[Cryptography] Proposal of a fair contract signing protocol

mok-kong shen mok-kong.shen at t-online.de
Fri Jun 24 23:47:56 EDT 2016

Am 25.06.2016 um 04:28 schrieb Donald Eastlake:
> On Fri, Jun 24, 2016 at 6:56 PM, mok-kong shen
> <mok-kong.shen at t-online.de <mailto:mok-kong.shen at t-online.de>> wrote:
>     Am 25.06.2016 um 00:39 schrieb Allen:
>         On Sun, Jun 19, 2016 at 12:51 PM, mok-kong shen
>         <mok-kong.shen at t-online.de <mailto:mok-kong.shen at t-online.de>
>         <mailto:mok-kong.shen at t-online.de
>         <mailto:mok-kong.shen at t-online.de>>> wrote:
>             Step 1: Alice formulates a contract document C, generates
>         with visual
>             cryptography a pair (X, Y), sends a message containing
>         signed(Alice,X)
>             and Y to Bob and asks him to accept C before a certain day T
>         in the
>             future and promises to complete the contract formality
>         within a certain
>             time period TP in case Bob commits to C in step 2.
>             Step 2: Bob obtains C from (X, Y). If he can't accept C, he
>         informs
>             Alice and the protocol begins again at step 1. Otherwise he
>         sends a
>             message containing signed(Bob,X) and signed(Bob,Y) to Alice
>         and asks
>             her to release C. (If Bob does nothing before T is reached, the
>             protocol begins again at step 1.)
>             Step 3: Alice examines whether Bob has signed the correct
>         stuff, i.e.
>             whether he hadn't e.g. by mistake sent signed(Bob,Z) in place of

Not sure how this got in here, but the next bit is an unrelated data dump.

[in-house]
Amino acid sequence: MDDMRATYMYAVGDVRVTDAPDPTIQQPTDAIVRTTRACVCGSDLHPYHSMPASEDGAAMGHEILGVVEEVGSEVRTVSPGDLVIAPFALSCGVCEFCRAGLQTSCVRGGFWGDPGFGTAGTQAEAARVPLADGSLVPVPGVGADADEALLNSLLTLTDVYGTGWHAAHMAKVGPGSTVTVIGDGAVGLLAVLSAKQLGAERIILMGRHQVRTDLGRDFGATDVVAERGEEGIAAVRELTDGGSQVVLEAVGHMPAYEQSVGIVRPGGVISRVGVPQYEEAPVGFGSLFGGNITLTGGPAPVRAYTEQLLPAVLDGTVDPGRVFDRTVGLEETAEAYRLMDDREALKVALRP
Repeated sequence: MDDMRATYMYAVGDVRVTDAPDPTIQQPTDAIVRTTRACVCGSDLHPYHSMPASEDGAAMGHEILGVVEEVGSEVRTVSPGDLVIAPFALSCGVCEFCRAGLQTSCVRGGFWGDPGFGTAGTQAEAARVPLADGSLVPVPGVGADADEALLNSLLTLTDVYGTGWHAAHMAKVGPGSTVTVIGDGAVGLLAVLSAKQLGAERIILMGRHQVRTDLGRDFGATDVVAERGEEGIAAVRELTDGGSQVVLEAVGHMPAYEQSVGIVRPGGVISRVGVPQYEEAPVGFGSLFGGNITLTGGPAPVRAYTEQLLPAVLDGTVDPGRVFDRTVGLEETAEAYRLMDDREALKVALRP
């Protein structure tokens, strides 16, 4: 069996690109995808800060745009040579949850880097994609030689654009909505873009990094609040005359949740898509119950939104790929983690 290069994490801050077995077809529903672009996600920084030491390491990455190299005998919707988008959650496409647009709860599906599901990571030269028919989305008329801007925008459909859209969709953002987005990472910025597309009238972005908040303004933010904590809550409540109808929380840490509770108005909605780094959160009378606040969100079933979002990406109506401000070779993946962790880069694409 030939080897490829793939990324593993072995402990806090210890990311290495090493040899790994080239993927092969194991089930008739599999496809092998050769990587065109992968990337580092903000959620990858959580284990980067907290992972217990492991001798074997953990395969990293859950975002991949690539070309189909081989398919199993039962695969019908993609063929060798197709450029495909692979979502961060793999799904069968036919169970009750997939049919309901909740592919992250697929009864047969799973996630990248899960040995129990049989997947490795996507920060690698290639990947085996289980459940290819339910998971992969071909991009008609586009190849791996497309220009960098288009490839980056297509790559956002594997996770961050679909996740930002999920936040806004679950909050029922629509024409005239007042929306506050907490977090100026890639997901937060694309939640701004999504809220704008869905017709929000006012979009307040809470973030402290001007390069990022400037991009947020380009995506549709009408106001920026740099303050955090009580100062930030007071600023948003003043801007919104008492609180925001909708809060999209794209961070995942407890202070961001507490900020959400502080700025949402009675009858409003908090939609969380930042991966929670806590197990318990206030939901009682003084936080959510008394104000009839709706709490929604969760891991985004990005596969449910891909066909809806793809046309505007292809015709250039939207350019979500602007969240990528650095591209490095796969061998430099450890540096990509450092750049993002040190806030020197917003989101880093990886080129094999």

>             signed(Bob,X) with Z != X. If Bob had signed the wrong
>         stuff, she
>             informs Bob and the protocol begins again at step 1.
>         Otherwise she
>             releases C, signed(Alice,X), signed(Alice,Y), signed(Bob,X) and
>             signed(Bob,Y) to the public. (Alice is responsible to
>         complete step 3
>             within TP.)
> So Bob signs and returns believing/saying he has done so within T but
> Alice believes/says that he sent it late and she isn't bound. Could be
> due to a slow channel or Alice is lying or Bob is lying or speed of
> light delay or...

(1) If due to technical problems Bob's message is arrived too late,
i.e. after T, then the condition set up by Alice in step 1 is not
fulfilled, so the protocol as specified fails, i.e. no contract C can/is
established according to the protocol. (I wrote in my original version
of OP for that case that "the protocol begins again at step 1" but
didn't consider it absolutely necessary to say that.) (2) If Bob signs
X and Y and Alice gets that within T, Bob has evidently no way of lying.
(3) If Alice could somehow trick. i.e. manages to claim to see no
message of Bob within T, then the condition of step 1 is not fulfilled,
hence Alice's trick would work but then again no contract C can/is
estalished according to the protocol. So what's the problem with the
fairness of my definition which applies "only" after step 3 is done?
(BTW C is Alice's own proposal, she should normally have no motivation
to trick so that the proposal fails, but this is only an aside here
and doesn't belong to my counter-argument to your comment.)

M. K. Shen

M. K. Shen
> You just can't do it without third party. In this case, looks like a
> trusted time stamping service would do.
> (This seems very reminiscent of the impossibility of physically
> realizing a bounded synchronizer or arbiter.)
> Thanks,
> Donald
> ===============================
>  Donald E. Eastlake 3rd   +1-508-333-2270 (cell)
>  155 Beaver Street, Milford, MA 01757 USA
>  d3e3e3 at gmail.com <mailto:d3e3e3 at gmail.com>

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